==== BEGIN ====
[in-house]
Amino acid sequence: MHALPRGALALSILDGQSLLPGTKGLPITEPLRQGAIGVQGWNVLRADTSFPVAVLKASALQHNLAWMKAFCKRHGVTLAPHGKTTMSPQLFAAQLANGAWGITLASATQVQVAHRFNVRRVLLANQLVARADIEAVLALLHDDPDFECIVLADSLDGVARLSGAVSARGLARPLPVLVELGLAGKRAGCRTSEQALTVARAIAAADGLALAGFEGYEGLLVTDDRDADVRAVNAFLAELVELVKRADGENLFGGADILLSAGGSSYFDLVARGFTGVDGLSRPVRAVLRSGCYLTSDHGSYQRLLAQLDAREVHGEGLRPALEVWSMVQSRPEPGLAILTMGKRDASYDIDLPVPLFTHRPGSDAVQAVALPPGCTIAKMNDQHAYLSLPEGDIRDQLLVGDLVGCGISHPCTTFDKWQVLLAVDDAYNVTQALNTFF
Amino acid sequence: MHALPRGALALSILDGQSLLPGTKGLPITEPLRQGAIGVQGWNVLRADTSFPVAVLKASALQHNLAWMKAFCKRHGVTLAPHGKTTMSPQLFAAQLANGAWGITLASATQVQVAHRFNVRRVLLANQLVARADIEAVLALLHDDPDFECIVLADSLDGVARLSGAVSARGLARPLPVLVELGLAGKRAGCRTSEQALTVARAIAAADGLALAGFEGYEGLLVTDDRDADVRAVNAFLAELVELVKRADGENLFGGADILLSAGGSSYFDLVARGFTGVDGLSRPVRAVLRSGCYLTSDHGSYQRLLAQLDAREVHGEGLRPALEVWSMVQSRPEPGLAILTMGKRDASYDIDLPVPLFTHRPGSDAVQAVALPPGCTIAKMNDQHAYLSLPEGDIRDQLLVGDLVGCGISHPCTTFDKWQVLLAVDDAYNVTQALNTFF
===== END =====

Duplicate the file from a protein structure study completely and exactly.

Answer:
[in-house]
Amino acid sequence: MHALPRGALALSILDGQSLLPGTKGLPITEPLRQGAIGVQGWNVLRADTSFPVAVLKASALQHNLAWMKAFCKRHGVTLAPHGKTTMSPQLFAAQLANGAWGITLASATQVQVAHRFNVRRVLLANQLVARADIEAVLALLHDDPDFECIVLADSLDGVARLSGAVSARGLARPLPVLVELGLAGKRAGCRTSEQALTVARAIAAADGLALAGFEGYEGLLVTDDRDADVRAVNAFLAELVELVKRADGENLFGGADILLSAGGSSYFDLVARGFTGVDGLSRPVRAVLRSGCYLTSDHGSYQRLLAQLDAREVHGEGLRPALEVWSMVQSRPEPGLAILTMGKRDASYDIDLPVPLFTHRPGSDAVQAVALPPGCTIAKMNDQHAYLSLPEGDIRDQLLVGDLVGCGISHPCTTFDKWQVLLAVDDAYNVTQALNTFF
Amino acid sequence: MHALPRGALALSILDGQSLLPGTKGLPITEPLRQGAIGVQGWNVLRADTSFPVAVLKASALQHNLAWMKAFCKRHGVTLAPHGKTTMSPQLFAAQLANGAWGITLASATQVQVAHRFNVRRVLLANQLVARADIEAVLALLHDDPDFECIVLADSLDGVARLSGAVSARGLARPLPVLVELGLAGKRAGCRTSEQALTVARAIAAADGLALAGFEGYEGLLVTDDRDADVRAVNAFLAELVELVKRADGENLFGGADILLSAGGSSYFDLVARGFTGVDGLSRPVRAVLRSGCYLTSDHGSYQRLLAQLDAREVHGEGLRPALEVWSMVQSRPEPGLAILTMGKRDASYDIDLPVPLFTHRPGSDAVQAVALPPGCTIAKMNDQHAYLSLPEGDIRDQLLVGDLVGCGISHPCTTFDKWQVLLAVDDAYNVTQALNTFF